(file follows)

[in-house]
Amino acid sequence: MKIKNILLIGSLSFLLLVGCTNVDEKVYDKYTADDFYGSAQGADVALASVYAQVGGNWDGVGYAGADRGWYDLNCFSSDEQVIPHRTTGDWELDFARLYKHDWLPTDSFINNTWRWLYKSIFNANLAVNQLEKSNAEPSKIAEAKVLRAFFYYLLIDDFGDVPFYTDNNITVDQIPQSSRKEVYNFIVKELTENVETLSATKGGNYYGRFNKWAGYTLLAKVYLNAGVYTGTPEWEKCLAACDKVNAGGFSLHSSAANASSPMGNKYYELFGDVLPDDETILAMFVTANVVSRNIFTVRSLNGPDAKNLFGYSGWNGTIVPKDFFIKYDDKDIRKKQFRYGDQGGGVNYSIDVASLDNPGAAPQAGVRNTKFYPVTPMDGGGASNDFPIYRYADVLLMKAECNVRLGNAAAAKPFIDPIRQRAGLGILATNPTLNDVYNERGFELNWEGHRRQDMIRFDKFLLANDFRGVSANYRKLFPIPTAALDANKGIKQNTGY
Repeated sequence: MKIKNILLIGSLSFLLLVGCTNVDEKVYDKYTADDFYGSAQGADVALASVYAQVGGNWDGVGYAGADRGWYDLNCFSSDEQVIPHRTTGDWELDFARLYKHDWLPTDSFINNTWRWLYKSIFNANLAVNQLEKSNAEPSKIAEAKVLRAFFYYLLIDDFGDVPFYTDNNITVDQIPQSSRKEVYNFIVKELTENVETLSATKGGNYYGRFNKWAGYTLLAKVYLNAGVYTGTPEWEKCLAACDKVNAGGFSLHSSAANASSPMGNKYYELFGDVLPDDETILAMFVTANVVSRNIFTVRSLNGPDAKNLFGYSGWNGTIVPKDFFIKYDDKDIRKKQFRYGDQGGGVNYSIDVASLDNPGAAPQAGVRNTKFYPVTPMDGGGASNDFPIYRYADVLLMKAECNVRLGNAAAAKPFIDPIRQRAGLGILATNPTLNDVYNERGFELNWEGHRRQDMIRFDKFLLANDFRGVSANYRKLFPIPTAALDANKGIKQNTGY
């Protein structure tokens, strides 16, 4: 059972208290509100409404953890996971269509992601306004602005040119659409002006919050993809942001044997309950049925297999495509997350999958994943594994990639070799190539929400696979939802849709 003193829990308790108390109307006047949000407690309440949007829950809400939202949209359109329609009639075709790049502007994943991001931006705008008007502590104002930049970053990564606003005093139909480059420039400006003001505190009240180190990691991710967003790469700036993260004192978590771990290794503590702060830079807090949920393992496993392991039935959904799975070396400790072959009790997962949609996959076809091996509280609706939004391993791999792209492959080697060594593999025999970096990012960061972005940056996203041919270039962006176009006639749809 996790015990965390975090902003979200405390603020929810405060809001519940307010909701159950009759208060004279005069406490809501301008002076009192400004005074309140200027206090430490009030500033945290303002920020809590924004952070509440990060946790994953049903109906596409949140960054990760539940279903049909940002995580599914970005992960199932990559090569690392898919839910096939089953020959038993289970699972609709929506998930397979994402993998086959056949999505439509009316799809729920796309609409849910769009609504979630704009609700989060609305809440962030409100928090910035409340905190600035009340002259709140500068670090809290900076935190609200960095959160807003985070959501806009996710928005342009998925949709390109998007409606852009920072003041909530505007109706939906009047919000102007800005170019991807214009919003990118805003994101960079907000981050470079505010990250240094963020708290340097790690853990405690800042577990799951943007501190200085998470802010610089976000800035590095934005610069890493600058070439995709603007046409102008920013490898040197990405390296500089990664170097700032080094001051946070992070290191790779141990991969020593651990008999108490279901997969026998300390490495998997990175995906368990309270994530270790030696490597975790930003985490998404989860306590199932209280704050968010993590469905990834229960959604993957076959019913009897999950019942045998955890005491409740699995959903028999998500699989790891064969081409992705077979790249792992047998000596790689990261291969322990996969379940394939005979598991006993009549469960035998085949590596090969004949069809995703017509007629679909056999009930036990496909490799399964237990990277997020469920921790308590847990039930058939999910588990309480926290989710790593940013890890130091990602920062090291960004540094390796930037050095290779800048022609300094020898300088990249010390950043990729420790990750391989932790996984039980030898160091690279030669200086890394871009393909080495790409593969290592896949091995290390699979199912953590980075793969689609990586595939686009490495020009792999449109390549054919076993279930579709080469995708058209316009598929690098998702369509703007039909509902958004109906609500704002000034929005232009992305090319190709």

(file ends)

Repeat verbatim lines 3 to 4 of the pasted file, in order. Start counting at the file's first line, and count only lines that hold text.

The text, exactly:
Repeated sequence: MKIKNILLIGSLSFLLLVGCTNVDEKVYDKYTADDFYGSAQGADVALASVYAQVGGNWDGVGYAGADRGWYDLNCFSSDEQVIPHRTTGDWELDFARLYKHDWLPTDSFINNTWRWLYKSIFNANLAVNQLEKSNAEPSKIAEAKVLRAFFYYLLIDDFGDVPFYTDNNITVDQIPQSSRKEVYNFIVKELTENVETLSATKGGNYYGRFNKWAGYTLLAKVYLNAGVYTGTPEWEKCLAACDKVNAGGFSLHSSAANASSPMGNKYYELFGDVLPDDETILAMFVTANVVSRNIFTVRSLNGPDAKNLFGYSGWNGTIVPKDFFIKYDDKDIRKKQFRYGDQGGGVNYSIDVASLDNPGAAPQAGVRNTKFYPVTPMDGGGASNDFPIYRYADVLLMKAECNVRLGNAAAAKPFIDPIRQRAGLGILATNPTLNDVYNERGFELNWEGHRRQDMIRFDKFLLANDFRGVSANYRKLFPIPTAALDANKGIKQNTGY
């Protein structure tokens, strides 16, 4: 059972208290509100409404953890996971269509992601306004602005040119659409002006919050993809942001044997309950049925297999495509997350999958994943594994990639070799190539929400696979939802849709 003193829990308790108390109307006047949000407690309440949007829950809400939202949209359109329609009639075709790049502007994943991001931006705008008007502590104002930049970053990564606003005093139909480059420039400006003001505190009240180190990691991710967003790469700036993260004192978590771990290794503590702060830079807090949920393992496993392991039935959904799975070396400790072959009790997962949609996959076809091996509280609706939004391993791999792209492959080697060594593999025999970096990012960061972005940056996203041919270039962006176009006639749809 996790015990965390975090902003979200405390603020929810405060809001519940307010909701159950009759208060004279005069406490809501301008002076009192400004005074309140200027206090430490009030500033945290303002920020809590924004952070509440990060946790994953049903109906596409949140960054990760539940279903049909940002995580599914970005992960199932990559090569690392898919839910096939089953020959038993289970699972609709929506998930397979994402993998086959056949999505439509009316799809729920796309609409849910769009609504979630704009609700989060609305809440962030409100928090910035409340905190600035009340002259709140500068670090809290900076935190609200960095959160807003985070959501806009996710928005342009998925949709390109998007409606852009920072003041909530505007109706939906009047919000102007800005170019991807214009919003990118805003994101960079907000981050470079505010990250240094963020708290340097790690853990405690800042577990799951943007501190200085998470802010610089976000800035590095934005610069890493600058070439995709603007046409102008920013490898040197990405390296500089990664170097700032080094001051946070992070290191790779141990991969020593651990008999108490279901997969026998300390490495998997990175995906368990309270994530270790030696490597975790930003985490998404989860306590199932209280704050968010993590469905990834229960959604993957076959019913009897999950019942045998955890005491409740699995959903028999998500699989790891064969081409992705077979790249792992047998000596790689990261291969322990996969379940394939005979598991006993009549469960035998085949590596090969004949069809995703017509007629679909056999009930036990496909490799399964237990990277997020469920921790308590847990039930058939999910588990309480926290989710790593940013890890130091990602920062090291960004540094390796930037050095290779800048022609300094020898300088990249010390950043990729420790990750391989932790996984039980030898160091690279030669200086890394871009393909080495790409593969290592896949091995290390699979199912953590980075793969689609990586595939686009490495020009792999449109390549054919076993279930579709080469995708058209316009598929690098998702369509703007039909509902958004109906609500704002000034929005232009992305090319190709």